[The difference between the old and the new education being] in a word, the old was a kind of propagation—men transmitting manhood to men; the new is merely propaganda.
A lovely priest in Paris had incurred the enmity of the sectarians by his liberality. One day a bigot, who was also a bully, met him on the street and dealt him a rousing blow on the cheek. Quietly the lovely priest turned, saying: “My Master teaches me when thus struck to turn the other cheek also.” Delivering a still heavier blow on that cheek, the bully said: “And what does your master tell you now?” To this the lovely priest replied, as he laid aside his cloak, “The authorities are divided, but the weight of authority is in favor of the view which I now adopt as I proceed to give you the worst thrashing of your life.” It is not likely that at the final reckoning, the lovely priest will find much against him for that day’s work.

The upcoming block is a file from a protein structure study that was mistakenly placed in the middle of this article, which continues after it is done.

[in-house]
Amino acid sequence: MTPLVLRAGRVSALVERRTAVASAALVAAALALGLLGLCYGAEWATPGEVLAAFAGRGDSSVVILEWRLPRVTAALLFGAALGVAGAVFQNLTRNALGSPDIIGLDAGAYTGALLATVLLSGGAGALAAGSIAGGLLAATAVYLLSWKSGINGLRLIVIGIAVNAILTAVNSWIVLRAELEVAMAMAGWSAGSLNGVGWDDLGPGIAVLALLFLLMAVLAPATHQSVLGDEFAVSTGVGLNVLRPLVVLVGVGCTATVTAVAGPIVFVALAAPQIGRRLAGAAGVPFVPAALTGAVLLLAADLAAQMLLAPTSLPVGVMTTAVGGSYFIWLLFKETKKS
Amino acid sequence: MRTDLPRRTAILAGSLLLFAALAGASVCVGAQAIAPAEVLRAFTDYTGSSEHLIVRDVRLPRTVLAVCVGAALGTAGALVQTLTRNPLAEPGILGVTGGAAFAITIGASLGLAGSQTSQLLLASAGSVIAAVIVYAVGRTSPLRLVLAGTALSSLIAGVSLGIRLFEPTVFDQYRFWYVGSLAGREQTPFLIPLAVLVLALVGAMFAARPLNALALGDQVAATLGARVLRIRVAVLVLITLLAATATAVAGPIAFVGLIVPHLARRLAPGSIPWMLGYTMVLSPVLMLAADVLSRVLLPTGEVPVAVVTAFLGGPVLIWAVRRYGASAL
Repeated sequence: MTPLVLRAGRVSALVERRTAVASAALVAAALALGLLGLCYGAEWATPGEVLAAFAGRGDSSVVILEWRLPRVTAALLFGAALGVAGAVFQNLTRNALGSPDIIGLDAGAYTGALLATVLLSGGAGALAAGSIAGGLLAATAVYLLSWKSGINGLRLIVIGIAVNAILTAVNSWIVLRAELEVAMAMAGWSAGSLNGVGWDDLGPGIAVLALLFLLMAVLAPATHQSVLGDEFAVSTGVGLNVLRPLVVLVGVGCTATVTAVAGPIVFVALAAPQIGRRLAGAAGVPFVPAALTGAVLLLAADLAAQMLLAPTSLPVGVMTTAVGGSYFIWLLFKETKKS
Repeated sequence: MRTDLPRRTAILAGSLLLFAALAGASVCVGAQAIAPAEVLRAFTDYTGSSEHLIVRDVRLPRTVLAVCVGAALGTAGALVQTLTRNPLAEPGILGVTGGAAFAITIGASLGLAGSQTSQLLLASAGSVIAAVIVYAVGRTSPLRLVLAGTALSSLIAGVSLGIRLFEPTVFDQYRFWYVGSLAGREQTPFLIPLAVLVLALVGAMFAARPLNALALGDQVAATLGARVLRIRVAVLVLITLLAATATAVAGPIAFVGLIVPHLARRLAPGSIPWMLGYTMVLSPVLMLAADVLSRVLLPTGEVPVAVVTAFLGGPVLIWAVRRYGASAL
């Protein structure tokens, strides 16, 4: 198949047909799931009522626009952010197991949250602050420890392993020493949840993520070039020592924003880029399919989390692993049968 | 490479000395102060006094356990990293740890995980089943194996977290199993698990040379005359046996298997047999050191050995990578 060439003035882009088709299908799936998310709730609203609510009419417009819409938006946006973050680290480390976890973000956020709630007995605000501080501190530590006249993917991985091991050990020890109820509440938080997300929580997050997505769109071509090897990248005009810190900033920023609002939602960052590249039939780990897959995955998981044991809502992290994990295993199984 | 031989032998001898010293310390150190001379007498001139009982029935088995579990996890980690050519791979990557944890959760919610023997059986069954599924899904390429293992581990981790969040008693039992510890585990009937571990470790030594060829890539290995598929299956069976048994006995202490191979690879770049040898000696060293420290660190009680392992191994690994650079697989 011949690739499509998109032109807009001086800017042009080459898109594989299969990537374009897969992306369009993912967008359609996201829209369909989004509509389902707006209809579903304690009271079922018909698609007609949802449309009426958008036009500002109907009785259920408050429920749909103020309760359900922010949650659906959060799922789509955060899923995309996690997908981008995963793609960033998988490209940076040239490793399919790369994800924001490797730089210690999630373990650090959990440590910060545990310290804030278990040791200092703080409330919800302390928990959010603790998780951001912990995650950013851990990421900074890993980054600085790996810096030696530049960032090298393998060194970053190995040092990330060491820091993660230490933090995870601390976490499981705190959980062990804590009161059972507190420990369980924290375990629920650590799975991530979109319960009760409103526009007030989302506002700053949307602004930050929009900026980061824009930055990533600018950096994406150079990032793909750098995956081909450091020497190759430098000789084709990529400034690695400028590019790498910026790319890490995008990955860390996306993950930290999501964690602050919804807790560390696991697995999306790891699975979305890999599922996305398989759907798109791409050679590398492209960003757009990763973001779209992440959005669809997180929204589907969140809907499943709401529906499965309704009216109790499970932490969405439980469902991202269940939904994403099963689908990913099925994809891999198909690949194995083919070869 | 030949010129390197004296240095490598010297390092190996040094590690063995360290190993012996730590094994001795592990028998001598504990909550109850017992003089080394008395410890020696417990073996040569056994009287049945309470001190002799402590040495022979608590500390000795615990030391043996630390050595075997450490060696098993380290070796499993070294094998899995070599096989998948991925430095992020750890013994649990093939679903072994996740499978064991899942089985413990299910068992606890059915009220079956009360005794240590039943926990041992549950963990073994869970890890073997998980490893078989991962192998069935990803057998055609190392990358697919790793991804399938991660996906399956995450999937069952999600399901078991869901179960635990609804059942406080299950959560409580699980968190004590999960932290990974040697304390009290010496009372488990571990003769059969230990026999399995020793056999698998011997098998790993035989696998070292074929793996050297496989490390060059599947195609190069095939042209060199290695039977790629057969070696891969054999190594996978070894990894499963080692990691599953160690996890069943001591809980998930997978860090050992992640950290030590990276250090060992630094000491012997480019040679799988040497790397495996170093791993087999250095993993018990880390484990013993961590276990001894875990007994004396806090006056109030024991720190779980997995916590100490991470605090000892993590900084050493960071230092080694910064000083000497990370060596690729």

Interesting take on Matthew 5:39.
H/T New Advent
Yesterday I met with the Knights of Lepanto and, among other things, I spoke to them about Our Lord’s agony in the garden. I read to them from the exquisite meditation on that subject by Venerable John Henry Newman, entitled The Mental Sufferings of Our Lord in His Passion. I have never read anything quite like it, and to me, it is very convincing evidence of the great Cardinal Newman’s holiness.
While the subject of this discourse is not explicitly connected to masculinity, I do not think it is hard to see how a passage like the following goes a long way to communicate the notion of Catholic masculinity: Continue reading